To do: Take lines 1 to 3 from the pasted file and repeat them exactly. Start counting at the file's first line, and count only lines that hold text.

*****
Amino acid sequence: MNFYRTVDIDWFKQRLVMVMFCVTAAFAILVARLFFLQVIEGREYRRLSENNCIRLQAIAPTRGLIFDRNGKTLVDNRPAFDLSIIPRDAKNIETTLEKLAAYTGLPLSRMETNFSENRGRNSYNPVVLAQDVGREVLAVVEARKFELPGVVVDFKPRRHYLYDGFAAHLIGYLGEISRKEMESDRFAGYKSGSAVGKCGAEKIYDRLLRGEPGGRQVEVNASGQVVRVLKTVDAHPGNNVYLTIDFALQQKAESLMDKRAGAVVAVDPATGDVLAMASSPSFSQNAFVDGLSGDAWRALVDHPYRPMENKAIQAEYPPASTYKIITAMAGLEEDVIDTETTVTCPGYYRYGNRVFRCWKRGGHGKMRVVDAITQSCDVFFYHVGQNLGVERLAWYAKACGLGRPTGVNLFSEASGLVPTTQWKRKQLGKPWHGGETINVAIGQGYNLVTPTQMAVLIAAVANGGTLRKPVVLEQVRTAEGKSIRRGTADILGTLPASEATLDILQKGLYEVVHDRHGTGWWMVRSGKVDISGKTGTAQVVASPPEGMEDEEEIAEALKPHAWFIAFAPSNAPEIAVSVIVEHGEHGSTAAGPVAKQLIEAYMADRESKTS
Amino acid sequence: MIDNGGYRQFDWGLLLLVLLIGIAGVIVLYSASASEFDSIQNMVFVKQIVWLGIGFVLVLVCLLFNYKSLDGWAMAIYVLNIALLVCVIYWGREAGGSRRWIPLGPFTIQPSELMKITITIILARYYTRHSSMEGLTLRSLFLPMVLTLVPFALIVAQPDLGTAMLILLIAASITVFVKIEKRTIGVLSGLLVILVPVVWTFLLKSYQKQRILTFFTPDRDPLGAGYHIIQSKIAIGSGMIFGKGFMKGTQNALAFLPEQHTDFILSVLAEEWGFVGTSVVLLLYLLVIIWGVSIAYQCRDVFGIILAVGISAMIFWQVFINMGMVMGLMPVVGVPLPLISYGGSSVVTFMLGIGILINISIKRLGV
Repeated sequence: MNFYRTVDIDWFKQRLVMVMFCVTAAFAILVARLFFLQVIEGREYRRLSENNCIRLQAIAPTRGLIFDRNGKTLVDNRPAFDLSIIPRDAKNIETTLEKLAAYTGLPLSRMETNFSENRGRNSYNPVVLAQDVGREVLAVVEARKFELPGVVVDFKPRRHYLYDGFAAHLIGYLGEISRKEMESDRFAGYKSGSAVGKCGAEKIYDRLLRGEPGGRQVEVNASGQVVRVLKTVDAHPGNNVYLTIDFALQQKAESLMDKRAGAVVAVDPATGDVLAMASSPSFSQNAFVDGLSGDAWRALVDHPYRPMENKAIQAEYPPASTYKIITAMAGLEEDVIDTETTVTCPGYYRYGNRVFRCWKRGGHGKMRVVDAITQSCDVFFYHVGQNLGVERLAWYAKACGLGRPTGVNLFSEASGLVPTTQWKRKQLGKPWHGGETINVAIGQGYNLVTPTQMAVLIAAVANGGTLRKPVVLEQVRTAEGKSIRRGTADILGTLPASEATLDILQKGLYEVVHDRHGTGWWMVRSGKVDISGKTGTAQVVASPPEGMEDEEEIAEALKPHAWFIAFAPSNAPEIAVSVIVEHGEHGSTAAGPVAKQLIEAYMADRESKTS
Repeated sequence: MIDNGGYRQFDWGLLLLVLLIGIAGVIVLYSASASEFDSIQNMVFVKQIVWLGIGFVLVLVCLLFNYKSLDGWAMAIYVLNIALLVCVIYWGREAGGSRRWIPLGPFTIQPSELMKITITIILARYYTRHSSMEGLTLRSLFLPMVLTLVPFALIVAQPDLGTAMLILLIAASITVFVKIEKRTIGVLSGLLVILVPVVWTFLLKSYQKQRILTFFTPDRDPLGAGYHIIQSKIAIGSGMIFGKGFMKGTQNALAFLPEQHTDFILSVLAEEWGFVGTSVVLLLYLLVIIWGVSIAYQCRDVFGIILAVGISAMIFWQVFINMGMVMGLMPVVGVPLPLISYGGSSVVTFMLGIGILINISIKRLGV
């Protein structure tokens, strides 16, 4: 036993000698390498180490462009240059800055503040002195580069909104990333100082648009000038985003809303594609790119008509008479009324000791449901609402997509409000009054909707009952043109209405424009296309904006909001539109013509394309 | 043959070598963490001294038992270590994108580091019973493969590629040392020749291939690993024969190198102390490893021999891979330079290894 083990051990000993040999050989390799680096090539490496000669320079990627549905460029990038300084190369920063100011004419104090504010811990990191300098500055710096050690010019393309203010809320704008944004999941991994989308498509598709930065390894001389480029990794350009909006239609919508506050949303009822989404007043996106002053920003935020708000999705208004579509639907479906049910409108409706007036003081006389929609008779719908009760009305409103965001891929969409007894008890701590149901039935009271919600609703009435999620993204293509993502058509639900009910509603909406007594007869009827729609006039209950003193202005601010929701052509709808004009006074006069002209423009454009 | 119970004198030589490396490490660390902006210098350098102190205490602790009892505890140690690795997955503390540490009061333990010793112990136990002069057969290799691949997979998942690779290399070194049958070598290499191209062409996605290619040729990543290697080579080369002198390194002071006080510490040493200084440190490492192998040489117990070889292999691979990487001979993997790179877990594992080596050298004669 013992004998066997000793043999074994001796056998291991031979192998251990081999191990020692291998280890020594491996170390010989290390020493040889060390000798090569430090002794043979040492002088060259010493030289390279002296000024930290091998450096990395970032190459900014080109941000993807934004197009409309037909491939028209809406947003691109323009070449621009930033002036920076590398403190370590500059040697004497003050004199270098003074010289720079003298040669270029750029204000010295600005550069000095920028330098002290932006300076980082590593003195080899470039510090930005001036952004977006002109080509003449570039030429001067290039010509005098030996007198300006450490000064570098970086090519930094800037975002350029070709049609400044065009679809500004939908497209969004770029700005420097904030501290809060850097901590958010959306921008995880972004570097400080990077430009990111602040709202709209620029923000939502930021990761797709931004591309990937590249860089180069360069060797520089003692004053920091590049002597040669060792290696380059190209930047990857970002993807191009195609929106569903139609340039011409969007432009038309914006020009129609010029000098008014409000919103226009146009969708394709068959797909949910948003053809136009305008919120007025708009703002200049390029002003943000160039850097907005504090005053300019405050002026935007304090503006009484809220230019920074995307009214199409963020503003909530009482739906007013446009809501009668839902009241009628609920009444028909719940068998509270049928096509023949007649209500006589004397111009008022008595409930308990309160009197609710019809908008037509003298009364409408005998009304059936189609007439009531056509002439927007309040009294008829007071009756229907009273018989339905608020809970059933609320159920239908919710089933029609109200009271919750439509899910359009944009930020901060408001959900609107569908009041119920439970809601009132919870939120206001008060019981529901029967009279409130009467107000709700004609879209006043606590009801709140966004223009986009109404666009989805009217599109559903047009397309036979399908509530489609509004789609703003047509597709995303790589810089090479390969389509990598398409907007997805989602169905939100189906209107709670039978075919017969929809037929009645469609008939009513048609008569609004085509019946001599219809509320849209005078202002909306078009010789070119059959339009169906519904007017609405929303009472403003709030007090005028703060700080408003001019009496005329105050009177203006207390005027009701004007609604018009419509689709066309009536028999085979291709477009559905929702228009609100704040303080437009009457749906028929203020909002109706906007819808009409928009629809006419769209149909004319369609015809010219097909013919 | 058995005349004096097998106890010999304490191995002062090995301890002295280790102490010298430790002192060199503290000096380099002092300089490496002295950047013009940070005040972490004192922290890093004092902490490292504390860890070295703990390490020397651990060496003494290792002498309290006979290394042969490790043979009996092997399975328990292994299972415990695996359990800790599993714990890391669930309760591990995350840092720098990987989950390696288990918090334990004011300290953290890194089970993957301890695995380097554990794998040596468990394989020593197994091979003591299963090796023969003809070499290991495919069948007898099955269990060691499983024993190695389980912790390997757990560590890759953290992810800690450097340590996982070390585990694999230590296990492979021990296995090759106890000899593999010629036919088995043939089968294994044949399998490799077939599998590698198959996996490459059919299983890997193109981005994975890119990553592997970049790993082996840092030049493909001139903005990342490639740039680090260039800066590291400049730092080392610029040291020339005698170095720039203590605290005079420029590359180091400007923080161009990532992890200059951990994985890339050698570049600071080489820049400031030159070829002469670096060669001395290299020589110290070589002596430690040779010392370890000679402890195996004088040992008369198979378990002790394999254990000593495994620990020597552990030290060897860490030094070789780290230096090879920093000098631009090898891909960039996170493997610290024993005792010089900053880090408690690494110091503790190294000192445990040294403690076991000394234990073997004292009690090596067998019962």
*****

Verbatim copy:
Amino acid sequence: MNFYRTVDIDWFKQRLVMVMFCVTAAFAILVARLFFLQVIEGREYRRLSENNCIRLQAIAPTRGLIFDRNGKTLVDNRPAFDLSIIPRDAKNIETTLEKLAAYTGLPLSRMETNFSENRGRNSYNPVVLAQDVGREVLAVVEARKFELPGVVVDFKPRRHYLYDGFAAHLIGYLGEISRKEMESDRFAGYKSGSAVGKCGAEKIYDRLLRGEPGGRQVEVNASGQVVRVLKTVDAHPGNNVYLTIDFALQQKAESLMDKRAGAVVAVDPATGDVLAMASSPSFSQNAFVDGLSGDAWRALVDHPYRPMENKAIQAEYPPASTYKIITAMAGLEEDVIDTETTVTCPGYYRYGNRVFRCWKRGGHGKMRVVDAITQSCDVFFYHVGQNLGVERLAWYAKACGLGRPTGVNLFSEASGLVPTTQWKRKQLGKPWHGGETINVAIGQGYNLVTPTQMAVLIAAVANGGTLRKPVVLEQVRTAEGKSIRRGTADILGTLPASEATLDILQKGLYEVVHDRHGTGWWMVRSGKVDISGKTGTAQVVASPPEGMEDEEEIAEALKPHAWFIAFAPSNAPEIAVSVIVEHGEHGSTAAGPVAKQLIEAYMADRESKTS
Amino acid sequence: MIDNGGYRQFDWGLLLLVLLIGIAGVIVLYSASASEFDSIQNMVFVKQIVWLGIGFVLVLVCLLFNYKSLDGWAMAIYVLNIALLVCVIYWGREAGGSRRWIPLGPFTIQPSELMKITITIILARYYTRHSSMEGLTLRSLFLPMVLTLVPFALIVAQPDLGTAMLILLIAASITVFVKIEKRTIGVLSGLLVILVPVVWTFLLKSYQKQRILTFFTPDRDPLGAGYHIIQSKIAIGSGMIFGKGFMKGTQNALAFLPEQHTDFILSVLAEEWGFVGTSVVLLLYLLVIIWGVSIAYQCRDVFGIILAVGISAMIFWQVFINMGMVMGLMPVVGVPLPLISYGGSSVVTFMLGIGILINISIKRLGV
Repeated sequence: MNFYRTVDIDWFKQRLVMVMFCVTAAFAILVARLFFLQVIEGREYRRLSENNCIRLQAIAPTRGLIFDRNGKTLVDNRPAFDLSIIPRDAKNIETTLEKLAAYTGLPLSRMETNFSENRGRNSYNPVVLAQDVGREVLAVVEARKFELPGVVVDFKPRRHYLYDGFAAHLIGYLGEISRKEMESDRFAGYKSGSAVGKCGAEKIYDRLLRGEPGGRQVEVNASGQVVRVLKTVDAHPGNNVYLTIDFALQQKAESLMDKRAGAVVAVDPATGDVLAMASSPSFSQNAFVDGLSGDAWRALVDHPYRPMENKAIQAEYPPASTYKIITAMAGLEEDVIDTETTVTCPGYYRYGNRVFRCWKRGGHGKMRVVDAITQSCDVFFYHVGQNLGVERLAWYAKACGLGRPTGVNLFSEASGLVPTTQWKRKQLGKPWHGGETINVAIGQGYNLVTPTQMAVLIAAVANGGTLRKPVVLEQVRTAEGKSIRRGTADILGTLPASEATLDILQKGLYEVVHDRHGTGWWMVRSGKVDISGKTGTAQVVASPPEGMEDEEEIAEALKPHAWFIAFAPSNAPEIAVSVIVEHGEHGSTAAGPVAKQLIEAYMADRESKTS